The United States has been a leader in innovation and entrepreneurship in the clean energy sector, as in so many industries before it. But our global leadership rests on our continued commitment to strategic public support for research, development, production, and deployment of these technologies. By undercutting the programs that most efficiently and effectively invest in these building blocks of innovation, the RSC will consign America to the role not of global leader but of global consumer. That doesn’t sound like the American Dream to me.

— Kate Gordon

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17 Responses to Republican Study Committee proposes unilateral disarmament to China in innovation, clean energy

  1. Wes Rolley says:

    Alas, the good Republicans are gone… Congress members like Pete McCloskey, Sherwood Boehlert, Lincoln Chaffee, Wayne Gilchrest. Even Barry Goldwater, who had the conscience of a conservationist, must be crying in his grave.

  2. George Ennis says:

    It seems the GOP has 24/7 economic plan.

    The short term plan runs to 24 hours and the long to 7 days.

  3. Leif says:

    The GOBP wants us to continue to build buggies when everyone else is learning to build warp drives.

    The “Awakening Economy” has left the gate I say we have given them enough of a head start. It is time to get it on.

  4. Bill W says:

    Not that this will be an argument that would sway conservatives, but the RSC also wants to eliminate all US funding for the IPCC.

  5. Dan King says:

    If clean energy is such a great business, then why does it need government subsidies?

    [JR: Why does oil, coal, nuclear?]

  6. Leif says:

    Dan King, @ 5: If fossil fuel is such a great business, why do we have to give them free dumping and ~ 10X more subsidies than Solar. The fact is that if “Fossil” had to compete “straight across” renewable would win hands down.

  7. Cass says:

    Dan, many of the products we take for granted were once costly endeavors that required some kind of public assistance. The public sector actually has a strong role in both regulating markets and encouraging new sectors.

    Markets, as we are now well aware, are not ultimately self-correcting, and fail to take into account externalities. Dirty power sources produce externalities in the form of carbon emissions, to name one. Clean power sources produce far, far less.

    Besides for the obvious health and planet concerns, there is of course the national security concern. Just as we cannot afford an unsustainable debt, we also can’t afford to pay hundreds of billions a year to import oil. And no matter what people say, no reasonable geologist will tell you that the US has anything close to the amount of proven reserves needed to sustain our oil thirst.

    But all this is beside the point. Clean energy subsidies are minimal. Instead, ask yourself, why do highly profitable dirty energy companies need government subsidies?

  8. Mulga Mumblebrain says:

    Dan #5, the parasites don’t invest in manufacturing any more because the reward, ie the return on capital, is insufficient to sate their greed. Far easier and more personally lucrative to outsource to a slave wage regime or invest your money in ‘financial services’ ie financial speculation (gambling) in the casinos of commodity and other markets. Blow up a nice bubble, get the mania running hot, but do make sure you exit early, or you’ll be trampled in the inevitable panic when the bubble bursts. It’s been the capitalist way ever since the South Sea Bubble or the Dutch Tulip Mania, unless restrained by enlightened government. China has that, and you once had it to some degree, when the economy grew and so did popular welfare, but since the 1970s the parasite class has slowly been dismantling it. Why do they act so destructively and imbecilically. Because that is their nature.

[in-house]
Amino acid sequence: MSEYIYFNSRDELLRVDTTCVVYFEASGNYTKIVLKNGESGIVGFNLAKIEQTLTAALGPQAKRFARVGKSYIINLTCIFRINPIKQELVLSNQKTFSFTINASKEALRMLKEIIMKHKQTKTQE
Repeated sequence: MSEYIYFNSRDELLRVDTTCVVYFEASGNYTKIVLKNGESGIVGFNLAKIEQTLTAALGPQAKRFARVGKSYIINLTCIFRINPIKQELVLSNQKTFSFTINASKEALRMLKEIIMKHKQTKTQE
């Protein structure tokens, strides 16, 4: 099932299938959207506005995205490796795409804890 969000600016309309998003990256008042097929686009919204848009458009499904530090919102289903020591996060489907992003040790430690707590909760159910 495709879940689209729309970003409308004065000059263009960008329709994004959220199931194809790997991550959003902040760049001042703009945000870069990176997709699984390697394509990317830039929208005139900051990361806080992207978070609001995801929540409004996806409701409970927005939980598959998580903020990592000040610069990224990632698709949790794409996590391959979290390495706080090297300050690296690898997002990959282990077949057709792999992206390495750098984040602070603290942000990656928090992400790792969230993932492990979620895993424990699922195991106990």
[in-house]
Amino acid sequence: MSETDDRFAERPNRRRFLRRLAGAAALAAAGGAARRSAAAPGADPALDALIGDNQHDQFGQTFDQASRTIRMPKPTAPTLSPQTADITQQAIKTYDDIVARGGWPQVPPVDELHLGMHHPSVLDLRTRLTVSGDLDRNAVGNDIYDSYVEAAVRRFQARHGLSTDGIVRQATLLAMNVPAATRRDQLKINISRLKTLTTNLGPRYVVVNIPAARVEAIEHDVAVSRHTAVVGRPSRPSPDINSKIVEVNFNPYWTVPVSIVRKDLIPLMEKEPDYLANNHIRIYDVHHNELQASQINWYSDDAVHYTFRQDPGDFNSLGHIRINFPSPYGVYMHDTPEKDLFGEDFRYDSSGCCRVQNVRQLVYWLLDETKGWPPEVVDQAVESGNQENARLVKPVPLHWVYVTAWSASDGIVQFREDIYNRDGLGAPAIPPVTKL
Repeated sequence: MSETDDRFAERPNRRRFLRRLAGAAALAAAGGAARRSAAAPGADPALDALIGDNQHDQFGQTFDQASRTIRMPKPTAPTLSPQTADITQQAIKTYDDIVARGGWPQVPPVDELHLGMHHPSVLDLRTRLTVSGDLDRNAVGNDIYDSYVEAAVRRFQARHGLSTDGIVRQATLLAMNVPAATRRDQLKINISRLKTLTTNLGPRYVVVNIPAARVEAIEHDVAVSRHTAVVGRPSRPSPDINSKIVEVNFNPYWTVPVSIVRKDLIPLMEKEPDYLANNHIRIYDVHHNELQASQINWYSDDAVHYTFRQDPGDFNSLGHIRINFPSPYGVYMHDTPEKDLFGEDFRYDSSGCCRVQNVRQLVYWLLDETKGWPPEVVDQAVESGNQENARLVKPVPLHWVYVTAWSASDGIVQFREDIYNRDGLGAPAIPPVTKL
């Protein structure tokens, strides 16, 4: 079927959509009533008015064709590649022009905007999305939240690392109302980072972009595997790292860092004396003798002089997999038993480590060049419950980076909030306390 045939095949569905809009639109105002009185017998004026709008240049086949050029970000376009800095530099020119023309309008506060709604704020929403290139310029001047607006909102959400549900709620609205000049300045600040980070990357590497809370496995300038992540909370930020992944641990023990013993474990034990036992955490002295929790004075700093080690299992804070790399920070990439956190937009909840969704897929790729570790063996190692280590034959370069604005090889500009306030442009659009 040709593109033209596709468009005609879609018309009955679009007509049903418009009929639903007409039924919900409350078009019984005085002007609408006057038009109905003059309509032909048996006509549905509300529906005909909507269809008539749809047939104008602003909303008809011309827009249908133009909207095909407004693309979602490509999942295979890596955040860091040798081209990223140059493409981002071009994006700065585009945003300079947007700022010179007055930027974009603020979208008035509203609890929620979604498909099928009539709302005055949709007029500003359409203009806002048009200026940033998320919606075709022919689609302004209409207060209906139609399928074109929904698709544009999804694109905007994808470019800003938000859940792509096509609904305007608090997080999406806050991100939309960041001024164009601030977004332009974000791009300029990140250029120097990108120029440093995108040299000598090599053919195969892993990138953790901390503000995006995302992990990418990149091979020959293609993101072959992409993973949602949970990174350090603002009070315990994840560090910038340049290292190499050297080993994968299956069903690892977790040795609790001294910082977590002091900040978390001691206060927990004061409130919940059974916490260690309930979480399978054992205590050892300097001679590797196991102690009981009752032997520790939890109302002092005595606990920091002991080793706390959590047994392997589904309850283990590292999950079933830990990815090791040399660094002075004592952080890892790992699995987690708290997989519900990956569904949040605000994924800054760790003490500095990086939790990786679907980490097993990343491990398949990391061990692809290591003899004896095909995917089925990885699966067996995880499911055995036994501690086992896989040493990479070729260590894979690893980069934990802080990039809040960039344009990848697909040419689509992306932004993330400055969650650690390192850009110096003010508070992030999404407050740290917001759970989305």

9. Jim Eaton says:

    Once upon a time, there were Republicans who cared about the environment. The Wilderness Act of 1964, for example, was a bipartisan effort.

    Pete McCloskey is pro-choice, supports stem cell research, and Oregon’s assisted suicide law. He was a co-chair of the first Earth Day in 1970. He ran against anti-environmentalist Richard Pombo in the 2006 primary — he lost, but Pombo was weakened enough that he lost to Democrat Jerry McNerney. In 2007, McCloskey finally gave up on his lifetime affiliation as a Republican and registered as a Democrat.

    He and his wife Helen live on a farm in the Capay Valley, Yolo County, California. Helen and I both serve on the board of the conservation organization Tuleyome. They are good folks.

  10. Andrew DeWit says:

    This is probably bad news for Japan as well. Carbon-intensive industries (cement, steel and etc) dominate its peak business associations (esp, Nippon Keidanren) and work closely with the Ministry of Economy, Trade and Industry (METI) to gut low-carbon policies such as Kyoto, RPS rules, carbon trading, carbon taxes, the feed-in tariff, and etc. Since Japan remains very much a military and ideological colony of the US, what happens there shapes energy and environmental policy here. For example, in early 2001, desperate to curry favour with the Bushies, former PM Koizumi was ready to toss Kyoto. The current Democratic Party of Japan government was keen on strong green targets during the 2009 election campaign, but when the Obama people threw their “green new deal” into the garbage, it greatly helped METI and the vested interests to rollback the DPJ’s commitments. But maybe the combination of rising oil, coal (and soon) natural gas prices in addition to the China threat in cleantech markets will concentrate minds.